Australia Counsellling mental health blogger

The 34 Best Bloggers Who Advocate for Mental Health and Wellness

The-34-Best-Bloggers-Who-Advocate-for-Mental-Health-and-WellnessWatersedgeCounselling has just been named one of the Top 34 Best Blogs on the Internet Who Advocate and Inform People About Mental Health and Wellness. We are so excited to have been recognised by Australian Counselling, and are thrilled our weekly blog posts are not only reaching people, but also making an impact.

To peruse the list, you can visit Australian Counselling here.

To celebrate, we want to ask you a question.

What do you want to see more of on WatersedgeCounselling?

Whether you are a fan of infographics, relationship centred pieces, wellness based blogs ,or drug and alcohol education themed posts; we want to know what most interests you.

Let us know by commenting below. Thank you for being a part of the Watersedge journey and reading our work every week. We look forward to bringing you more thoughtful and useful content in the future.

~ Colleen and the Watersedge Team

Do you want to learn how to take better care of your mental health? Would you like to discuss how to create a lifestyle of wellness?  Here’s what you need to do: contact WatersedgeCounselling on 0434 337 245 for a FREE 10-minute phone consultation on how we can best help you, or press book now to book in our online diary.

How to Deal with Depression

How-to-Deal-with-Depression

Beyond the statistics that tell us depression is the most common mental illness in the western world, we know it is an illness that inhibits millions of people. It drains you of energy, sapping the light from your life and makes you feel isolated and alone. This week Colleen was asked by Australian Counselling to share some of her advice on how to deal with depression. Joining other therapists, she gives us some simple and effective advice on the steps we can take to recover from depression and feel healthy and motivated again.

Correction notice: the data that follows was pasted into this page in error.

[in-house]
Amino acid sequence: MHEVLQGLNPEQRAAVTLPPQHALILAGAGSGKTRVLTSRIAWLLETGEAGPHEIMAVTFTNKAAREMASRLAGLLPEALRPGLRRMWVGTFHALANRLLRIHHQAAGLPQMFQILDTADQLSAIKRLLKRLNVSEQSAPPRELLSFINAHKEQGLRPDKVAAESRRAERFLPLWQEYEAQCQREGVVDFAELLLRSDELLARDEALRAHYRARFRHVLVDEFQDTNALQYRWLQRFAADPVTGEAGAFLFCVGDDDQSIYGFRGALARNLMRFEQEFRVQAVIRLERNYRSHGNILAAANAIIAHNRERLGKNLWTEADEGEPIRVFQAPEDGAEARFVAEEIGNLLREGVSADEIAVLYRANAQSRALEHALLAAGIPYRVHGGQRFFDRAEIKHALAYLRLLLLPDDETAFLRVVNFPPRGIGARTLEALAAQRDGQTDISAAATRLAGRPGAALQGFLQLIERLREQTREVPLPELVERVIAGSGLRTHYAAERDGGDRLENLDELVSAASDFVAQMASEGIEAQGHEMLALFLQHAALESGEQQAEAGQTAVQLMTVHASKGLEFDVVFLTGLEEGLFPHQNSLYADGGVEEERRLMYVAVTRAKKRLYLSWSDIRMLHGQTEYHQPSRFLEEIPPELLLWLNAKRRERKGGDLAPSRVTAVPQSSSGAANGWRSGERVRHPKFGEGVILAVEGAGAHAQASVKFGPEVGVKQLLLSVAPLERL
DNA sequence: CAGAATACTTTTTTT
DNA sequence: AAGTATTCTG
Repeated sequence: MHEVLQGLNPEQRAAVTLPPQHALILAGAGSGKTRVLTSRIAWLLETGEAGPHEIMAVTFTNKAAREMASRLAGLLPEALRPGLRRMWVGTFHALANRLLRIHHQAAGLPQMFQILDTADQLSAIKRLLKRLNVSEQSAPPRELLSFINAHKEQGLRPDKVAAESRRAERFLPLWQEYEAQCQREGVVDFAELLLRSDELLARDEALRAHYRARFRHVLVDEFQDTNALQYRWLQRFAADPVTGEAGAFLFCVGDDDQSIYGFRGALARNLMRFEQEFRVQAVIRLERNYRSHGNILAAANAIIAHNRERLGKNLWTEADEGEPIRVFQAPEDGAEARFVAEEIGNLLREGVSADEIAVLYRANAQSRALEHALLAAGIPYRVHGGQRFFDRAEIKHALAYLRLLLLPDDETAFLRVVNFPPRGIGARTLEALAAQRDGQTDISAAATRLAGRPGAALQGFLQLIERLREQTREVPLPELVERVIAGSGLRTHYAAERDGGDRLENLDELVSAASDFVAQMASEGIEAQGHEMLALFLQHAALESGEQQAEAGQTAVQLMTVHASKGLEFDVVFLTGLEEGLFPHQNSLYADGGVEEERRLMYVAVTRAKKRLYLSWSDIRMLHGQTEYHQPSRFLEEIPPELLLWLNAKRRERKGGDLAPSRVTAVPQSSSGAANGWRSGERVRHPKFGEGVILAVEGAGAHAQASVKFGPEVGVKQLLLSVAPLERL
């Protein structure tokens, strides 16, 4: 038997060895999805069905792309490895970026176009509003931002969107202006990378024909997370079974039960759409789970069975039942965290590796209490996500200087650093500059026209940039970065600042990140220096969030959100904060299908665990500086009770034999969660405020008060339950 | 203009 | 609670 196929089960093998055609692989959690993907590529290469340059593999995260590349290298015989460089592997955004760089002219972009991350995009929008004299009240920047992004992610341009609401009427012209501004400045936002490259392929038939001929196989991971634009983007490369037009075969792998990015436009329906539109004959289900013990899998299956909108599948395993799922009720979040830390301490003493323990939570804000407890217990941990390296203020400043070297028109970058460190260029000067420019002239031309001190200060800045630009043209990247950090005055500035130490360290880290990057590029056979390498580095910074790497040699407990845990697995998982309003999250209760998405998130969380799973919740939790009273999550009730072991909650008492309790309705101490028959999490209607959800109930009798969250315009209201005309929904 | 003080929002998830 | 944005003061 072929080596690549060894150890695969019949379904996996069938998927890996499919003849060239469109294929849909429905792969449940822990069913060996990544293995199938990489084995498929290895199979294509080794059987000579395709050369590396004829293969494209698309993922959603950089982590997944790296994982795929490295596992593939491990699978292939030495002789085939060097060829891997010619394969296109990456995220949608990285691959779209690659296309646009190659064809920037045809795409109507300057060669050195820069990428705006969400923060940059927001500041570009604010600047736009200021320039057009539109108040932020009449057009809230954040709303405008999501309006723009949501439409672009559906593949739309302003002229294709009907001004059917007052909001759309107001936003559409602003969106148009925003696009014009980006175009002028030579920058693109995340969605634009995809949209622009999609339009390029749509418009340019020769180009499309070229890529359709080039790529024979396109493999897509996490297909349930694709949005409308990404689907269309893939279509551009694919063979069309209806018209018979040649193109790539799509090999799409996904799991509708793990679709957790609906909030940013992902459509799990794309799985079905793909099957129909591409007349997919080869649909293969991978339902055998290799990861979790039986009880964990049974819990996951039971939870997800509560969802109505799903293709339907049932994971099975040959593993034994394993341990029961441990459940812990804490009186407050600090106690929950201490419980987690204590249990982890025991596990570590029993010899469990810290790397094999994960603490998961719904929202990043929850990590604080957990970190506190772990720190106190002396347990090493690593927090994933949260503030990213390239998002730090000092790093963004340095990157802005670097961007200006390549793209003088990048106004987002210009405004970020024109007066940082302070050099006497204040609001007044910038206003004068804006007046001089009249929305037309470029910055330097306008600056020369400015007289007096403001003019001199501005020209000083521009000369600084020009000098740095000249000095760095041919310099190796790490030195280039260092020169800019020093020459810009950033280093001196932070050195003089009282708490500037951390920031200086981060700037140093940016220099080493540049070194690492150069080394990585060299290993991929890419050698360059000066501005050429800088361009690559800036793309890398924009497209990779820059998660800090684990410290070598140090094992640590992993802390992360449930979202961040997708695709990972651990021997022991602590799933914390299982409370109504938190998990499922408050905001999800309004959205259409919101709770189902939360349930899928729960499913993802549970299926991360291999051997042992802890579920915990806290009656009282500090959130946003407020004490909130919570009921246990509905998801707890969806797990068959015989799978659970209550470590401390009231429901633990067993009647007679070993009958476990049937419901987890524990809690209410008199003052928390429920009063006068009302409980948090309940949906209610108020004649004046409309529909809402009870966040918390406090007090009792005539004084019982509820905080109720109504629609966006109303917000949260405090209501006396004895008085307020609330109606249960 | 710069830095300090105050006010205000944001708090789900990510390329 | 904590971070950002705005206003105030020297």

Focusing on the more creative methods of working through depression; including colouring in, going for a walk and embracing your inner child, she shares some often looked over tips that can brighten your mood and assist you as you walk through it.

You can see Colleen’s tips on how to deal with depression and the thoughts of seven other counsellors by reading the blog here.

If you are struggling with feelings of sadness, despair, depression, severe anxiety or thoughts of suicide, it is important that you seek professional health assistance as soon as possible to help you recover.

Your G.P. and/or a Professional Counsellor can give you the additional support you need. For a FREE 10 minute consultation as to how we can help you, ring Colleen on 0434 337 245 or Duncan on 0434 331 243 or you can book an appointment with Colleen or Duncan or press Book Now to book in our online diary.